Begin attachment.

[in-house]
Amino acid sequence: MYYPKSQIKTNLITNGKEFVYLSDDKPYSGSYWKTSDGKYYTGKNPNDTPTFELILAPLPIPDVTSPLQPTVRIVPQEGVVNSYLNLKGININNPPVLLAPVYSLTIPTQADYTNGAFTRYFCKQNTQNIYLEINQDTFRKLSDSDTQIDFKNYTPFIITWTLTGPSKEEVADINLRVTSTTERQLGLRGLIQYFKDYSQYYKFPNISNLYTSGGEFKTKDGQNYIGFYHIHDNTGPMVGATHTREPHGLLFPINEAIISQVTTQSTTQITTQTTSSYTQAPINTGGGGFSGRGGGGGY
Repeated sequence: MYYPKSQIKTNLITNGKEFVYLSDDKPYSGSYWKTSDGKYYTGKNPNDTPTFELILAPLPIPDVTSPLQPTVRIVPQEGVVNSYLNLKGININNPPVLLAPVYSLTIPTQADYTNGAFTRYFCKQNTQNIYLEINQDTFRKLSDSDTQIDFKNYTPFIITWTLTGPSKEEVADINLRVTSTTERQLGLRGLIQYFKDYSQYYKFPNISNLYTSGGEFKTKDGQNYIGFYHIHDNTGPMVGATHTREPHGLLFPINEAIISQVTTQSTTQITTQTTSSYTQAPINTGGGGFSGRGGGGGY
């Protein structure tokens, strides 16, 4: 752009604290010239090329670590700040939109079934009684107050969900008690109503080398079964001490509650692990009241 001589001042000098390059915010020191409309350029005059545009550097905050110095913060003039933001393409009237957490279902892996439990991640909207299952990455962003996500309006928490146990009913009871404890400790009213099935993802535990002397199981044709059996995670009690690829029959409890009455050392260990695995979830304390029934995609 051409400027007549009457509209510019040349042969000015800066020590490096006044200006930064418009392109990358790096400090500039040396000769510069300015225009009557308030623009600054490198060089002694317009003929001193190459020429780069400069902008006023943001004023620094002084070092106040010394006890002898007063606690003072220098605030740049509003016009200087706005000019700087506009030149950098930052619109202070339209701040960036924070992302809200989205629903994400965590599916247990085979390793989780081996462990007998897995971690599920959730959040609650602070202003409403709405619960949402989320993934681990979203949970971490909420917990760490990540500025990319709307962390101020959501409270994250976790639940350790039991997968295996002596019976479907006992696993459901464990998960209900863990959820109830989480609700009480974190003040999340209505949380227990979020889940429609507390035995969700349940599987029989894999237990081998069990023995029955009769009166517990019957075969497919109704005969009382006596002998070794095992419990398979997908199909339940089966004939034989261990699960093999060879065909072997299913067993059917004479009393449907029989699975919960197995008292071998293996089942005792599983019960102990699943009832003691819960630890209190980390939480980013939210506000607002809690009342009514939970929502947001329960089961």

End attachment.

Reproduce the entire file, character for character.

[in-house]
Amino acid sequence: MYYPKSQIKTNLITNGKEFVYLSDDKPYSGSYWKTSDGKYYTGKNPNDTPTFELILAPLPIPDVTSPLQPTVRIVPQEGVVNSYLNLKGININNPPVLLAPVYSLTIPTQADYTNGAFTRYFCKQNTQNIYLEINQDTFRKLSDSDTQIDFKNYTPFIITWTLTGPSKEEVADINLRVTSTTERQLGLRGLIQYFKDYSQYYKFPNISNLYTSGGEFKTKDGQNYIGFYHIHDNTGPMVGATHTREPHGLLFPINEAIISQVTTQSTTQITTQTTSSYTQAPINTGGGGFSGRGGGGGY
Repeated sequence: MYYPKSQIKTNLITNGKEFVYLSDDKPYSGSYWKTSDGKYYTGKNPNDTPTFELILAPLPIPDVTSPLQPTVRIVPQEGVVNSYLNLKGININNPPVLLAPVYSLTIPTQADYTNGAFTRYFCKQNTQNIYLEINQDTFRKLSDSDTQIDFKNYTPFIITWTLTGPSKEEVADINLRVTSTTERQLGLRGLIQYFKDYSQYYKFPNISNLYTSGGEFKTKDGQNYIGFYHIHDNTGPMVGATHTREPHGLLFPINEAIISQVTTQSTTQITTQTTSSYTQAPINTGGGGFSGRGGGGGY
């Protein structure tokens, strides 16, 4: 752009604290010239090329670590700040939109079934009684107050969900008690109503080398079964001490509650692990009241 001589001042000098390059915010020191409309350029005059545009550097905050110095913060003039933001393409009237957490279902892996439990991640909207299952990455962003996500309006928490146990009913009871404890400790009213099935993802535990002397199981044709059996995670009690690829029959409890009455050392260990695995979830304390029934995609 051409400027007549009457509209510019040349042969000015800066020590490096006044200006930064418009392109990358790096400090500039040396000769510069300015225009009557308030623009600054490198060089002694317009003929001193190459020429780069400069902008006023943001004023620094002084070092106040010394006890002898007063606690003072220098605030740049509003016009200087706005000019700087506009030149950098930052619109202070339209701040960036924070992302809200989205629903994400965590599916247990085979390793989780081996462990007998897995971690599920959730959040609650602070202003409403709405619960949402989320993934681990979203949970971490909420917990760490990540500025990319709307962390101020959501409270994250976790639940350790039991997968295996002596019976479907006992696993459901464990998960209900863990959820109830989480609700009480974190003040999340209505949380227990979020889940429609507390035995969700349940599987029989894999237990081998069990023995029955009769009166517990019957075969497919109704005969009382006596002998070794095992419990398979997908199909339940089966004939034989261990699960093999060879065909072997299913067993059917004479009393449907029989699975919960197995008292071998293996089942005792599983019960102990699943009832003691819960630890209190980390939480980013939210506000607002809690009342009514939970929502947001329960089961």